ALEXANDER LUTHOR JNR. (Earth-Three) – Along with Kal-L, Lois Lane and Superboy-Prime he saved the merged universe before disappearing into a paradise dimension. He is later executed by The Joker (overseen by Earth-One Lex) during Infinite Crisis.
SUPERMAN #2 (1987) – Evidence is presented to Lex that Clark Kent is Superman. Refusing to believe that anyone with Superman’s power would hide as a mere human, Luthor rejects the findings and fires his assistant.
METROPOLIS 900 MILES (Superman #9 – 1987) – Written by John Byrne, this short “indecent proposal” story sees Luthor offer a waitress the chance to earn a million dollars. It’s a nice and simple story that shows how Luthor likes to assert his power and toy with people.
LEX LUTHOR: THE UNAUTHORISED BIOGRAPHY (1989) – This crime noir story tells the tale of a down on his luck biographer attempting to claw his way back to the top by writing the story of Lex Luthor, only to find that his digging has caught the attention of those who don’t want the story to get out and are willing to stop him at any cost.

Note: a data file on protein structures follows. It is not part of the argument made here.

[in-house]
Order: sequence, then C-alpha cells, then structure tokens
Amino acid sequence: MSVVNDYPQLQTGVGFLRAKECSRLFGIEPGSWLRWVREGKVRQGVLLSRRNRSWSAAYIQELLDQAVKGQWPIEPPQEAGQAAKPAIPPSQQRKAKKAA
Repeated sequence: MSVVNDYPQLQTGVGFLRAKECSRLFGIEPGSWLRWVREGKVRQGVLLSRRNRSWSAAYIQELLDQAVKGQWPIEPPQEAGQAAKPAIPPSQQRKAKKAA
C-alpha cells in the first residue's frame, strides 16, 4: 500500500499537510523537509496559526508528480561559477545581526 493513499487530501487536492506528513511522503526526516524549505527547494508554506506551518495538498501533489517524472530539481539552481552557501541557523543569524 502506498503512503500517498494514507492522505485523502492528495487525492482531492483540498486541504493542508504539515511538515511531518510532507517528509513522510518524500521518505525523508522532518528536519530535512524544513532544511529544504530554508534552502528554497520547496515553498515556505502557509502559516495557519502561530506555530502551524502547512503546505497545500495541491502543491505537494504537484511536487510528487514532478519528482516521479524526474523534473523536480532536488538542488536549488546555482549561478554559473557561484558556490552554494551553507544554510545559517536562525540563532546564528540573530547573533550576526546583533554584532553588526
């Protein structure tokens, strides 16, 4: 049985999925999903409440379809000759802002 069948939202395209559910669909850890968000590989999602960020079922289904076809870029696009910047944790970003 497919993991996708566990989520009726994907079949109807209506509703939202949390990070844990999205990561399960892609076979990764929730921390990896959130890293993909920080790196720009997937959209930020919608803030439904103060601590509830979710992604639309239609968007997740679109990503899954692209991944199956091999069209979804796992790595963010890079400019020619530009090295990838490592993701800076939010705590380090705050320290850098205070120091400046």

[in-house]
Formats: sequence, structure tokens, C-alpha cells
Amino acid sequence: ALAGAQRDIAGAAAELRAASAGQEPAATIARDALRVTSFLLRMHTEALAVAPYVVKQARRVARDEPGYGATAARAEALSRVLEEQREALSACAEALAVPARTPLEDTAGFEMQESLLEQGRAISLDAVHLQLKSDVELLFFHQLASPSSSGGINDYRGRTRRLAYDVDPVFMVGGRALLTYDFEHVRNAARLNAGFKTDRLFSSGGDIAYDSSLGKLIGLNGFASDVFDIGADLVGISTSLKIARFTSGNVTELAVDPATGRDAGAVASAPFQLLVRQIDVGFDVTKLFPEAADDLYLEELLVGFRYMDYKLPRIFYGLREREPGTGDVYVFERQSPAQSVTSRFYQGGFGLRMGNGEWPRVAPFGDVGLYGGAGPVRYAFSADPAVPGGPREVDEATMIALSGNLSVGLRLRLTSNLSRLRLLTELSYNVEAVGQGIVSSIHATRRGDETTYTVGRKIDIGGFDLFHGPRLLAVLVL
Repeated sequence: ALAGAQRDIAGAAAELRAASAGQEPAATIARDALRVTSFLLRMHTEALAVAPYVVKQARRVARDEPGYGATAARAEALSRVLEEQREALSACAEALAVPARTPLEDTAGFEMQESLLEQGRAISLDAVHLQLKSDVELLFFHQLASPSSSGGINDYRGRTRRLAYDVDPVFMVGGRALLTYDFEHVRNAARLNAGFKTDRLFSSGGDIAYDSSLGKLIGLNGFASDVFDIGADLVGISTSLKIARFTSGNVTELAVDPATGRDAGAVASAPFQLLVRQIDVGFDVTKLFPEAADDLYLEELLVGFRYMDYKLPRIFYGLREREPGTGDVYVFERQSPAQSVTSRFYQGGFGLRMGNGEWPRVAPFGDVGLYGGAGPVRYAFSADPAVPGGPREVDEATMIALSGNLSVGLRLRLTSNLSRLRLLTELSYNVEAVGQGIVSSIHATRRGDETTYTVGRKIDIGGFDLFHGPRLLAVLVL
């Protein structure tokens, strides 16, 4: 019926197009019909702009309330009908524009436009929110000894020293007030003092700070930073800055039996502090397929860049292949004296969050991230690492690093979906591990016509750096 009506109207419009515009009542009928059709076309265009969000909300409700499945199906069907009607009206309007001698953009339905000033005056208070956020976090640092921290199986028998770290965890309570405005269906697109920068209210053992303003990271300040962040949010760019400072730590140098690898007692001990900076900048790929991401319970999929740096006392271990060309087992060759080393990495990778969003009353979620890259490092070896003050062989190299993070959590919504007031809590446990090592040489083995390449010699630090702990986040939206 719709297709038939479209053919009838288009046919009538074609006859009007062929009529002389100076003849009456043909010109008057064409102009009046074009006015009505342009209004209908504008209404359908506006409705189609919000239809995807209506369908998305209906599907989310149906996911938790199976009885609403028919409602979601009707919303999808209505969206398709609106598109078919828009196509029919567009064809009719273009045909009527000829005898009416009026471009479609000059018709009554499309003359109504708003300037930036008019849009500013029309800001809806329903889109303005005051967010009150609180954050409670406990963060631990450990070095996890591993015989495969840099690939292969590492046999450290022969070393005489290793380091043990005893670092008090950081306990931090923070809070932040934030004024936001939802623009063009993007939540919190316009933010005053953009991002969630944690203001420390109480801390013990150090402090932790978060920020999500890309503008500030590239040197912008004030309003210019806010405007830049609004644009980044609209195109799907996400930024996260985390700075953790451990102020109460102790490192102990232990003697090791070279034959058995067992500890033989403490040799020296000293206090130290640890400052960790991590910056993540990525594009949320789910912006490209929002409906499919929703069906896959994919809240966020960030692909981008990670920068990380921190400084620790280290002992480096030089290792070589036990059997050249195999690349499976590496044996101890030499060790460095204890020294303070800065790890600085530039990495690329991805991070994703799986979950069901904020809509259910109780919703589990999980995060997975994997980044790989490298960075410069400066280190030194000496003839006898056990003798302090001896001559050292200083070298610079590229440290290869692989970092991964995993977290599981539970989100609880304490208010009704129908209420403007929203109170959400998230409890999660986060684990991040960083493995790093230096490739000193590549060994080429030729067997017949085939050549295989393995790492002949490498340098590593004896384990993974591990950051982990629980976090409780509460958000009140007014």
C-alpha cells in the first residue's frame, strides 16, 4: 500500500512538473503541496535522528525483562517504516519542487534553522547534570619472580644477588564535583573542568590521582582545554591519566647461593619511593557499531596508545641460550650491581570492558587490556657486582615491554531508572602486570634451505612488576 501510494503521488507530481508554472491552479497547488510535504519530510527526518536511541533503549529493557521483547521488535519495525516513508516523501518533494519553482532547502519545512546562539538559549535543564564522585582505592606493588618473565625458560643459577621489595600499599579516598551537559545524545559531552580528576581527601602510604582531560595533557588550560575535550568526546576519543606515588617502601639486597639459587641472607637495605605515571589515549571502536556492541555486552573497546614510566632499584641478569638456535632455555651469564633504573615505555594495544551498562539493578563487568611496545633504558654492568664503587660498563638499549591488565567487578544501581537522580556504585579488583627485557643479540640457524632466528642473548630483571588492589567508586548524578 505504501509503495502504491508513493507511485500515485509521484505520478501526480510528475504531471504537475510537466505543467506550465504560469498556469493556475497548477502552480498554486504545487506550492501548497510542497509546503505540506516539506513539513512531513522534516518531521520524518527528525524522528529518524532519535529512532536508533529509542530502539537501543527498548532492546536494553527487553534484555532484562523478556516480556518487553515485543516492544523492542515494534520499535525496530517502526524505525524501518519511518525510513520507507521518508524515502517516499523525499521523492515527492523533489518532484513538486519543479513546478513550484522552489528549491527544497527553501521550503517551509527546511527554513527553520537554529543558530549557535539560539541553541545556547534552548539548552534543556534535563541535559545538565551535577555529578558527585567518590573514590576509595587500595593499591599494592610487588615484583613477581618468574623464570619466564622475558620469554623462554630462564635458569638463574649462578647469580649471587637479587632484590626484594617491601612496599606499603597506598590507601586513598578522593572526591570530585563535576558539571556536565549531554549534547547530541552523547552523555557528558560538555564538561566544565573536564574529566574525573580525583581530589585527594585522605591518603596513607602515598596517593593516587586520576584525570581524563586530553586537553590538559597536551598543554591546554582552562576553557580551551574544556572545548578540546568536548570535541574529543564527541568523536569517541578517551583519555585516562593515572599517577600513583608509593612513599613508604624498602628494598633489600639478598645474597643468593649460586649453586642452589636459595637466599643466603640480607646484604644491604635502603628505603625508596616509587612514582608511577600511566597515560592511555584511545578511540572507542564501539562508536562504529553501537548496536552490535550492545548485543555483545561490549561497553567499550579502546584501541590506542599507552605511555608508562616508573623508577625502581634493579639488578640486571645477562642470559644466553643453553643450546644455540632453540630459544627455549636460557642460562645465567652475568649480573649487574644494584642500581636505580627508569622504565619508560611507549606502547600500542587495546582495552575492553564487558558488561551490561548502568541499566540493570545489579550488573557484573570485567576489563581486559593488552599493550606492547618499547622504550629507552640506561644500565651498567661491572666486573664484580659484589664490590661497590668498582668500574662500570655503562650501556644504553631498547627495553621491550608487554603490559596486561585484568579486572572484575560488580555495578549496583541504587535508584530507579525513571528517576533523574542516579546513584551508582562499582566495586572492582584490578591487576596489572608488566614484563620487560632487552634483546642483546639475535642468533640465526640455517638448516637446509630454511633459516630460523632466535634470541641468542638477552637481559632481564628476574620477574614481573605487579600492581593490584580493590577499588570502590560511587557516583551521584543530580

SUPERMAN FOR ALL SEASONS #3 – FALL (1998) – Luthor narrates this story by Jeph Loeb, which is a love story between Luthor and his city. It explores Luthor’s hate of Superman as the man who stole the heart of the city he loves, that now loves Superman instead.
LEX LUTHOR: MAN OF STEEL (2006) – Written by Brian Azarello, this story sees the world from Lex’s point of view, painting him as the hero and giving the reader an understanding of what it is to be Lex Luthor.
ATOM MAN Vs. SUPERMAN (1950) – Lyle Talbot
The second Superman serial saw Luthor make his screen debut. Kitted out with a bald cap, Talbot was every bit the mad scientist Luthor of the comics at the time.
SUPERMAN: THE MOVIE (1978), SUPERMAN II (1980) and SUPERMAN IV: THE QUEST FOR PEACE (1987) – Gene Hackman
Hackman played Lex as a comical villain with a strange obsession with real-estate and owning land. In a bit of meta hair work, Hackman kept his hair, which was revealed to be a wig Lex wore in the films, whilst Hackman wore a bald cap when his “wig” was removed.